There are also some significant problems with her sexuality. Marie takes great pride in her sexuality and believes it to be the strongest part of herself. She offered herself to my best friend's husband, she has had numerous casual encounters in parking lots, restrooms, etc. None of these are dates, they're one-time sexual liaisons. As she put it just last week, "Do you realize, I've gone through fourteen f***-buddies since I moved here?" She proclaims herself as "highly sexed" and if a man wants to have sex with her, she's going to do it, because she likes it. It doesn't help that she's a beautiful young woman--needless to say, she doesn't lack for volunteers. This is causing my own daughter, Angela, a great deal of distress. Relations with the opposite sex have never been easy for Angela. She lacks confidence in her appearance, and in her ability to relate to men. She has never had a steady boyfriend, and rarely dates. Although she recognizes intellectually that Marie's highly sexual presentation of herself is responsible for the long string of men and the constant flow of newcomers, it still causes Angela distress.

I'm trying to provide Marie with at least some of the experiences she didn't have as a child and adolescent. We had great fun in fixing up her room just the way she wanted it (the wallpaper incident notwithstanding). Her tests and papers go up on the fridge, along with Angela's. I know it sounds rather kid-like, but they both seem to take a great deal of pride in the display. When a new item goes up--both of them rush to point it out to my husband when he gets home from work. Once a week, when my husband bowls in his league, we have a girls nights, where we rent "chick-flicks", call for a pizza, and eat inordinate amounts of popcorn. We all like to cook, so we've instituted a culinary exploration day each week, where we take turns picking out foods from different ethnicities to cook. We don't have a lot of money to spend, so we can't go out often, but we take advantage of free activities available to us, like free days at art galleries and museums. My husband enjoys bowling as does Marie, so they go bowling sometimes.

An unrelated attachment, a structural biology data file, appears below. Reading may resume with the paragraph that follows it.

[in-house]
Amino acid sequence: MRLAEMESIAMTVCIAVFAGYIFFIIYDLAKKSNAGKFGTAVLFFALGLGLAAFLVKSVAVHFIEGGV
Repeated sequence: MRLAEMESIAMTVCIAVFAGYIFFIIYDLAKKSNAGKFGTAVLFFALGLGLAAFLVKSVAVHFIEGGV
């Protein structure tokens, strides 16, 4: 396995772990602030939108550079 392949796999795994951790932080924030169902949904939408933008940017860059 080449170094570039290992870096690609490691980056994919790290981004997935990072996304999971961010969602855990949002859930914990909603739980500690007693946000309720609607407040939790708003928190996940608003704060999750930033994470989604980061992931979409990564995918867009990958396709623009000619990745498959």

We are trying to work this all out as best we can, without undue hardship on anyone. Most specifically, I'm concerned about the effect this situation might have on my daughter. I don't want to risk or damage the phenomenal relationship I have with her. My husband and I want this all to work out for everyone, but we have agreed that there must be some changes in Marie's behavior; we can't continue this way indefinitely. We're well aware that the best thing for Marie would be professional help. However, she refuses. She says if we make it a condition of her staying here, she'll just move. That goes for family therapy as well. So for now, that's not an option. I have some hope that she may soften on that stance, because--ironically--the field that interests her and which she plans to study is psychology.

All right, now for the questions: 1. Are we doing the right things in our approach to Marie or are we treating her too much like a child? 2. Are we putting our own daughter's emotional well-being at risk? 3. Can you suggest how best we deal with Marie's out-of-control sexuality? 4. Is there a period of time that I can expect to elaspe before we start to see some positive movement in the problematic behaviors I've described? 5. Please, please, anything that comes to mind that you think may be of help to any of us, please tell me. AND THANK YOU.

Denise, 42-year-old woman

Answer:

Denise,

Thanks for your thoughtful and detailed letter. I'll respond to each of your questions directly.

1. Are we doing the right things in our approach to Marie or are we treating her too much like a child?

Developmentally, Marie is very much "a child," so I do not think your instincts are wrong there. You are supportive and encouraging about the things which will help empower this young woman, such as her schoolwork.

2. Are we putting our own daughter's emotional well-being at risk?

I am assuming that you talk to Angela alone now and then to assess how this is for her. A constant, open dialogue with her and your husband will be the best way for you to determine how "at risk" she feels.

3. Can you suggest how best we deal with Marie's out-of-control sexuality?